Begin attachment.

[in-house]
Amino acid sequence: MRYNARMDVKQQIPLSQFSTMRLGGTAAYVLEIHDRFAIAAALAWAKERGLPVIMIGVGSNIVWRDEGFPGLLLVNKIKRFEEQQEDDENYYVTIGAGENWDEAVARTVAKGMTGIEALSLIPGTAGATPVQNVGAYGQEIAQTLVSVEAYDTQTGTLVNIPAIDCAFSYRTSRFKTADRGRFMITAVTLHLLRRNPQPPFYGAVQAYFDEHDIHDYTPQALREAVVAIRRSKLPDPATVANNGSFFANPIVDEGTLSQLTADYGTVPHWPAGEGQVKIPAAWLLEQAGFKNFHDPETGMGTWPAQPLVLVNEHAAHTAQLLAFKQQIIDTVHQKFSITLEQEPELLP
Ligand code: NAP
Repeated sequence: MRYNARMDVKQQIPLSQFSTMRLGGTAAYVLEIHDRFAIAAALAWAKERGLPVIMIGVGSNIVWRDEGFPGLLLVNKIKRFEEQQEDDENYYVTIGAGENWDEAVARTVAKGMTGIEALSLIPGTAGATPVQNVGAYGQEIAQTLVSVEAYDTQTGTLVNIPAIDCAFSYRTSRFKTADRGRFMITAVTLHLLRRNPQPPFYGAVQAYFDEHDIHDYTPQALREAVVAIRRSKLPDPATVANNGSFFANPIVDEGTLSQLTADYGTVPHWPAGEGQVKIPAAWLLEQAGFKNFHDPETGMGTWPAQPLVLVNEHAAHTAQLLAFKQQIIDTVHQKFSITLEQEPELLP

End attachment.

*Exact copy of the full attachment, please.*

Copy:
[in-house]
Amino acid sequence: MRYNARMDVKQQIPLSQFSTMRLGGTAAYVLEIHDRFAIAAALAWAKERGLPVIMIGVGSNIVWRDEGFPGLLLVNKIKRFEEQQEDDENYYVTIGAGENWDEAVARTVAKGMTGIEALSLIPGTAGATPVQNVGAYGQEIAQTLVSVEAYDTQTGTLVNIPAIDCAFSYRTSRFKTADRGRFMITAVTLHLLRRNPQPPFYGAVQAYFDEHDIHDYTPQALREAVVAIRRSKLPDPATVANNGSFFANPIVDEGTLSQLTADYGTVPHWPAGEGQVKIPAAWLLEQAGFKNFHDPETGMGTWPAQPLVLVNEHAAHTAQLLAFKQQIIDTVHQKFSITLEQEPELLP
Ligand code: NAP
Repeated sequence: MRYNARMDVKQQIPLSQFSTMRLGGTAAYVLEIHDRFAIAAALAWAKERGLPVIMIGVGSNIVWRDEGFPGLLLVNKIKRFEEQQEDDENYYVTIGAGENWDEAVARTVAKGMTGIEALSLIPGTAGATPVQNVGAYGQEIAQTLVSVEAYDTQTGTLVNIPAIDCAFSYRTSRFKTADRGRFMITAVTLHLLRRNPQPPFYGAVQAYFDEHDIHDYTPQALREAVVAIRRSKLPDPATVANNGSFFANPIVDEGTLSQLTADYGTVPHWPAGEGQVKIPAAWLLEQAGFKNFHDPETGMGTWPAQPLVLVNEHAAHTAQLLAFKQQIIDTVHQKFSITLEQEPELLP